Stefan Jaworzyn considers Alejandro Jodorowsky‘s Santa Sangre plus Society and Shadow Makers.


Fantasy and! Reality

Cult Chilean auteur Alejandro Jodorowsky is on the loose again with his latest triumph of the bizarre in Santa Sangre. Stephan Jaworzyn meets the man who's turned camage into an art form.

Alejandro Jodorowsky remains one of the few genuine cnigmas in the world ofcinema: director ofthe 70$ cult classic El Topo. self-proclaimed genius, notorious eccentric. highly-acclaimed graphic artist. veteran of mime work with Marcel Marceau. responsible for introducing European avant-garde theatre into Mexico. widely castigated for self-indulgence. deliberate obscurantism and egotistical ranting. . . But despite his slim cinematic output (five features in Over twenty years. plus one lost film shot in the 503) his style is instantly recognisable. and for his latest feature. Santa Sangre. his wilful weirdness has been slightly tempered by producer Claudio Argento. resulting in Jodorowsky‘s most commercially viable film to date.

Like much of the strangest fiction Santa Sangre is based on fact: ‘Gojo Cardinas is the name of the man it is based on.‘ says Jodorowsky. ‘Hc is very famous in Mexico. He was a young person living with his mother. he killed thirty women and then called the police. He buried them in his garden. They put him in an asylum for ten years. the doctors said he was cured. and he went out into society like a normal person. He studied and became a lawyer. a newspaperman. a novelist. he married and has two children.‘

One of the film‘s main themes is the hairline distinction between fantasy and reality. Fenix (Jodorowsky‘s son. Axel) witnesses his parents mutilate one another and spends the best part of two decades in an asylum. until his mother mysteriously appears to engineer his escape. Here Jodorowsky has taken some liberties with the original events: ‘I like to take reality and put it into an imaginary context. In the film. everything he does is not real. Even his mother is not real. Himself. he‘s free of that but we don‘t know, maybe he‘s dreaming it all. Maybe he never left jail! The real Gojo never lived a double life as Fenix does. He thought he was a normal person. Now he only knows what the newspapers tell


him. he does not remember anything. it was not reality. When he was a criminal it was another life. it was not him.‘

This deliberate blurring ofthe ‘real‘ and ‘unrcal‘ extends to Jodorwsky‘s introduction of traditional horror film material into Santa Sangre. ‘I made some echoes of horror films. but I played with them. There‘s The Invisible Man. and the zombie scene from Romero. But in Night ofthe Living Dead they were terrible persons coming back from the dead. and here they are beautiful women. It is anti-terror. In The Invisible Man he suffered because he wants to be visible. He wants to disappear because he doesn‘t like himselfas a criminal. So I am playing with horror. and at the same time I am making anti-horror.‘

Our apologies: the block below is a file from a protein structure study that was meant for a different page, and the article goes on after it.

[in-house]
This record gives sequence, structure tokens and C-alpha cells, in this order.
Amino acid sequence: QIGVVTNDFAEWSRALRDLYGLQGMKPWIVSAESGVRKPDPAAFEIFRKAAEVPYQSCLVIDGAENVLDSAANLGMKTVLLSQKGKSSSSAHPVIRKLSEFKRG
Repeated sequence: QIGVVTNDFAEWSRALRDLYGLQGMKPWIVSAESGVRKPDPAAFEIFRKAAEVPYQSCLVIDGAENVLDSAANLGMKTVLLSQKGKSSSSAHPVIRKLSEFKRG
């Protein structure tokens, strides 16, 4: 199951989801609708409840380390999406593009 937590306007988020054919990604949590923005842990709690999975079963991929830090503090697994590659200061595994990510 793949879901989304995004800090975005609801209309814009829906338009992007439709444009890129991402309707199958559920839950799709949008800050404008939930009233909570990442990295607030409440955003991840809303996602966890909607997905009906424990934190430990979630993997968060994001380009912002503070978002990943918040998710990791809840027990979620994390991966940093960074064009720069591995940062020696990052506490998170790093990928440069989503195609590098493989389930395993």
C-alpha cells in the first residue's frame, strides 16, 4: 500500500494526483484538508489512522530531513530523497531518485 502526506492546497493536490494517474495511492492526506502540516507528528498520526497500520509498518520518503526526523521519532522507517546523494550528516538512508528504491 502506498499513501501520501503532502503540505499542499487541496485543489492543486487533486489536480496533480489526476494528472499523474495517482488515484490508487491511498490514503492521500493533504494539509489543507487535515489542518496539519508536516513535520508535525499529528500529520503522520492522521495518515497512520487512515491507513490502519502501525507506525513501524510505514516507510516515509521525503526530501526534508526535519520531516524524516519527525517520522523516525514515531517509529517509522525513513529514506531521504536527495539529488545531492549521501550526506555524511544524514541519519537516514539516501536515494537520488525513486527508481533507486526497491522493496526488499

Santa Sangre also represented a personal catharsis for Jodorowsky anyone familiar with his life story or some of his blighted past projects will find echoes in the film. ‘It took six years for me to write l was putting a lot of myself into it. It was like a subtle psychoanalysis for me. It helped me find redemption. for I was also a killer. a psychological killer. a misogynist. destroying

women. I was not able to love. It also helped my relationship with my sons (three ofwhom appear in the picture). my family. and even that ofthe process of returning to making movies.‘

For his current project The Rainbow Thief (currently shooting at Shepperton with Peter O‘Toole. Omar Sharif. Christopher Lee and a pack of rats. . .) Jodorowsky was threatening to film a rat and then re-write the script around the rat‘s behaviour. He described the nature of his approach to filming. ‘For Santa Sangre I was trying to find a very strong structure. I believe in structure and in order to improvise when I‘m shooting I need aperfect structure. For me. you finish a picture when the first copy comes to you. All the time you are changing. you are creating. it‘s a full process ofcreation. The locations change the film. the actors change it. the editing. the music you never stop the process of creativity until the end.‘

Santa Sangre (18) screens at the Film/louse in [Edinburgh from Fri l3-Thurs 19 Apr, and plays the Glasgow Film Theatre from Sun 29 Apr- Thurs 10 May.

The List (1— 19 April 199013